I do quite a bit of work in public spaces using models (pro and otherwise). There's been an idea in my head for ages to give tapping people on the shoulder and asking to photograph them a go.

Guess it is time to experiment!

July 19, 2009 12:34 PM  
Anonymous Mike Murrow said...

Here are some attempts at answers for above questions. I shoot on the street a lot here in Santa Cruz.

Model Release. Nope. And I hang the images up in shows and have sold prints. They are in public. Nuff said.

Peoples reactions? "why?" my answer: I'm a documentary photographer. The response 99% of the time? "Oh, cool where do I stand?"

July 19, 2009 1:17 PM  
Anonymous TC said...

Re: Ronzo

I gave them my card with the current frame number written on it, and told them to contact me if they wanted a copy.

If they had contacted me (none did), they would have gotten a digital copy usable on facebook or a postcard print.

Anything more/bigger, they would have had to pay...

July 19, 2009 1:31 PM  
Blogger Andy Frazer said...

Wonderful video. I really love his color work from Black Rock City (it's on his website under PERSONAL work).

Andy

July 19, 2009 1:39 PM  
Anonymous Uwe Noelke said...

Gods light is best light. Gods light is the most natural light. I like it a lot. Very authentic street portraits. Good work.

July 19, 2009 1:49 PM  
Blogger buffalo69 said...

There are two key elements that this short film brings out for me: Minimal gear and the act of doing.

Mr. Enos has reminded me, once again, that the best way to learn photography is to get out and shoot. Let's say you get pumped up to go out, tape up a seamless, and shoot passers-by on the street. And let's say things don't go as well as you had envisioned: The tape doesn't stick to the brick, the wind rips up your seamless, when you talk to people, you feel awkward, somebody in the building your shooting next to comes out and yells at you--basically, a worst-case scenario. Well, after it's all done, you can go home and chalk it all up to experience that you now have and no matter how "badly" things may have gone, that experience has real value that can now be applied to the NEXT time you go out and shoot. Just my opinion, but this vid reminded me that sometimes it's best to shut off the computer and get out and shoot.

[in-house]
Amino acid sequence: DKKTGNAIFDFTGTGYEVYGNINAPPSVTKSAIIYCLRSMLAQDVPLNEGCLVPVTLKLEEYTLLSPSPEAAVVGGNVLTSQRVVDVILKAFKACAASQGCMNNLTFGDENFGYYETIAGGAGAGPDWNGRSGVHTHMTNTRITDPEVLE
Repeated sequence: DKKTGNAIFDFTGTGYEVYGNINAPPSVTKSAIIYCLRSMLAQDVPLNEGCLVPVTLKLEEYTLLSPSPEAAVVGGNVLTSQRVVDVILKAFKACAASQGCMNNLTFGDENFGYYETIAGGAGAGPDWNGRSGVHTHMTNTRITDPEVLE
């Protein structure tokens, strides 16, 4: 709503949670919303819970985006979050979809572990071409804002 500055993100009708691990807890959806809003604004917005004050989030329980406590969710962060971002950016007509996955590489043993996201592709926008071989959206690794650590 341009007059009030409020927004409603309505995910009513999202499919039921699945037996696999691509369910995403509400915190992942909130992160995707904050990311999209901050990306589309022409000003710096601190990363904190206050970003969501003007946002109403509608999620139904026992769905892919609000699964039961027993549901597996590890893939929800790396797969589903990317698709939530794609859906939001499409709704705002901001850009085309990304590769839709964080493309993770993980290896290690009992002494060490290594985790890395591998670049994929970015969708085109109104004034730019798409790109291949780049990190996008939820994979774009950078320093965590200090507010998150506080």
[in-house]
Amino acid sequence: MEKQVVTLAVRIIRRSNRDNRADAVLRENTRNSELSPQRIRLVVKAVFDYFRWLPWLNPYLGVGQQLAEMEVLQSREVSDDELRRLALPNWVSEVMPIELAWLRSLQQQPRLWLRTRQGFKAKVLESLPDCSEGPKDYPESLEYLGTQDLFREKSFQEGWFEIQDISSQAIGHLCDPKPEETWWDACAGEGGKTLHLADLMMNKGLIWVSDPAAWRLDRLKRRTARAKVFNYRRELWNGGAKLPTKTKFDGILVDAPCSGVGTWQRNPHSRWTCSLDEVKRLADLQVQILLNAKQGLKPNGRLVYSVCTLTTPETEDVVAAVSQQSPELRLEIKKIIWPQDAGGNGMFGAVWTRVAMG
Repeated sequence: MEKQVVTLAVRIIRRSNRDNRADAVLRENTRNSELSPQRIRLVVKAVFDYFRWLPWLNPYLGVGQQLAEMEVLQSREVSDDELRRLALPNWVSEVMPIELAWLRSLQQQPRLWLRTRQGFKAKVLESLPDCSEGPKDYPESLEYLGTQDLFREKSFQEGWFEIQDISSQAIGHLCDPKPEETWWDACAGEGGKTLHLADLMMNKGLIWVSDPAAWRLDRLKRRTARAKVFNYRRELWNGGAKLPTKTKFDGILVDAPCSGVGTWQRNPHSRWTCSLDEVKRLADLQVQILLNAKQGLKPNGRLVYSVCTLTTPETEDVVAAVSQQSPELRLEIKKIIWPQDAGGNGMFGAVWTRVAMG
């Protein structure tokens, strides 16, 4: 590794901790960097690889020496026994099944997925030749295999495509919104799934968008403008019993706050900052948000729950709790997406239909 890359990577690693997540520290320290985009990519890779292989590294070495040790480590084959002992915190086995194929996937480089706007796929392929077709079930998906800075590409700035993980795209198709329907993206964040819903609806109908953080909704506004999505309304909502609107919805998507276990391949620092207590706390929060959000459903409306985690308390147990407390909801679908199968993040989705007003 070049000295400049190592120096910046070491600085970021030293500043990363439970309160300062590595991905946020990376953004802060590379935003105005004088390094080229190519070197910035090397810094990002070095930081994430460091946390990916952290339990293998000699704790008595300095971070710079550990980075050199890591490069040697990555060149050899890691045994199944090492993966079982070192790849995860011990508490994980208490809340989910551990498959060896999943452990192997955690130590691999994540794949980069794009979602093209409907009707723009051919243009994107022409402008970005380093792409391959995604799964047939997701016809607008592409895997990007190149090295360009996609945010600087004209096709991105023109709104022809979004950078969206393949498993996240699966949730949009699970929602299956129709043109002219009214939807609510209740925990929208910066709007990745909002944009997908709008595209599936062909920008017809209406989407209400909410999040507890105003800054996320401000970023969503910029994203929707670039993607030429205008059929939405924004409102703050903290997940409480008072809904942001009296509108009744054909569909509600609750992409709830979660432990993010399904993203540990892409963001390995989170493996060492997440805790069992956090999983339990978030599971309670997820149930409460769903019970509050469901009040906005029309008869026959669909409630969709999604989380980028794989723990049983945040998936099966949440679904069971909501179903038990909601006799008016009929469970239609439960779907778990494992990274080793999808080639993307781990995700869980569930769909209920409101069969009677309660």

Big thanks to Mr. Enos, Wired, Strobist and DH for all you DO (emphasis on do)!

Pete in Buffalo

July 19, 2009 1:55 PM  
Anonymous Craig Murphy said...

@Mike M.
So you think that is it for usage of images like this? Gallery shows, portfolio book, studio wall hanging, and editorial only?
Online gallery..no go. That would be advertising? Just asking opinions.

July 19, 2009 2:16 PM  
Anonymous Me Ron said...

Yes, now that's how we roll in the city shoots, like the phonebook, lots of characters minimal gear.

Pray tell, is he wasn't using any strobes where did all the flash pop from in the video? Anyway that's also a perfect setup for David's "over power the sun with pocket strobe" technique.

The unassigned assignment, no contest, just a shoot--hey it's a Hobbie--viva las vagas.

July 19, 2009 2:59 PM  
Anonymous Me Ron said...

Back @ Steven Erat

Imitation is the Greatest Form of Flattery

To be pirated by a pro--wow congrats!

and David we all Flatter you

July 19, 2009 3:05 PM  
Anonymous Me Ron said...

Model Release sure not a problem--I ask them if they want me to email them a copy, and give them a model relase on a 5x8 index card with the addition of an space on the form for the email.